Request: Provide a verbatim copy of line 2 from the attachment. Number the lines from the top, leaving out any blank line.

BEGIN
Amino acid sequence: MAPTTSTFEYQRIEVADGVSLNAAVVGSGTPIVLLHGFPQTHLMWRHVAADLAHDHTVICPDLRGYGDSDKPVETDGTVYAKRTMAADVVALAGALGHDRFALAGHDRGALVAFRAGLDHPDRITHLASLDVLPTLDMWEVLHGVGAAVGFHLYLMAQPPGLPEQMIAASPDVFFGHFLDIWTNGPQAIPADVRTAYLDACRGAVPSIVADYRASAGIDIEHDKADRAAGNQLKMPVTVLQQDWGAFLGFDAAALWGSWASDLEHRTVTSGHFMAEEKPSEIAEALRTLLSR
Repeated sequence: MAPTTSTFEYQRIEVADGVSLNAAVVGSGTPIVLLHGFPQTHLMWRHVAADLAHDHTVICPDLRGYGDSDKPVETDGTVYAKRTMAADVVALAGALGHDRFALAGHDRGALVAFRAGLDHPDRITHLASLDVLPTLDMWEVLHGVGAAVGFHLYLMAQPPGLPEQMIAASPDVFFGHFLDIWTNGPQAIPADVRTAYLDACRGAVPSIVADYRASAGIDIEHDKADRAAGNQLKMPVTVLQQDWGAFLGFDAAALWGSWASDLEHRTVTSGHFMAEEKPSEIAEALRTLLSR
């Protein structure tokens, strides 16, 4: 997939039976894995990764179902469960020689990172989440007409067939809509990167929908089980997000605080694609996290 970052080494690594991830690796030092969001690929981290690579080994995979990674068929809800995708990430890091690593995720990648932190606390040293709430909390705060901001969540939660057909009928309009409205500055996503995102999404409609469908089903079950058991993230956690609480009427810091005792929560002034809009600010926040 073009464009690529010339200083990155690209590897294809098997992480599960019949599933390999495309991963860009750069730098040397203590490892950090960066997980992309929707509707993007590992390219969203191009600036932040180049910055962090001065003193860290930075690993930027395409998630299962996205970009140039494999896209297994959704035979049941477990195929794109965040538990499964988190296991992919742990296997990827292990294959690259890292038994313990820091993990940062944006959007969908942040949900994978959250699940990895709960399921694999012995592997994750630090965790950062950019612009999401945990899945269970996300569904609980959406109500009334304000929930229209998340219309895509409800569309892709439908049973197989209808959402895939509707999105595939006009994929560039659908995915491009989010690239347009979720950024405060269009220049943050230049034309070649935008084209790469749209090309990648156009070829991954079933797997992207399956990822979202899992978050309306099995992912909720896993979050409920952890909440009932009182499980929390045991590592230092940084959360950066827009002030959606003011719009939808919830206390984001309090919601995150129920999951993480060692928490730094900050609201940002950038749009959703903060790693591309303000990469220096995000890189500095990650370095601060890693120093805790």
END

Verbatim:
Repeated sequence: MAPTTSTFEYQRIEVADGVSLNAAVVGSGTPIVLLHGFPQTHLMWRHVAADLAHDHTVICPDLRGYGDSDKPVETDGTVYAKRTMAADVVALAGALGHDRFALAGHDRGALVAFRAGLDHPDRITHLASLDVLPTLDMWEVLHGVGAAVGFHLYLMAQPPGLPEQMIAASPDVFFGHFLDIWTNGPQAIPADVRTAYLDACRGAVPSIVADYRASAGIDIEHDKADRAAGNQLKMPVTVLQQDWGAFLGFDAAALWGSWASDLEHRTVTSGHFMAEEKPSEIAEALRTLLSR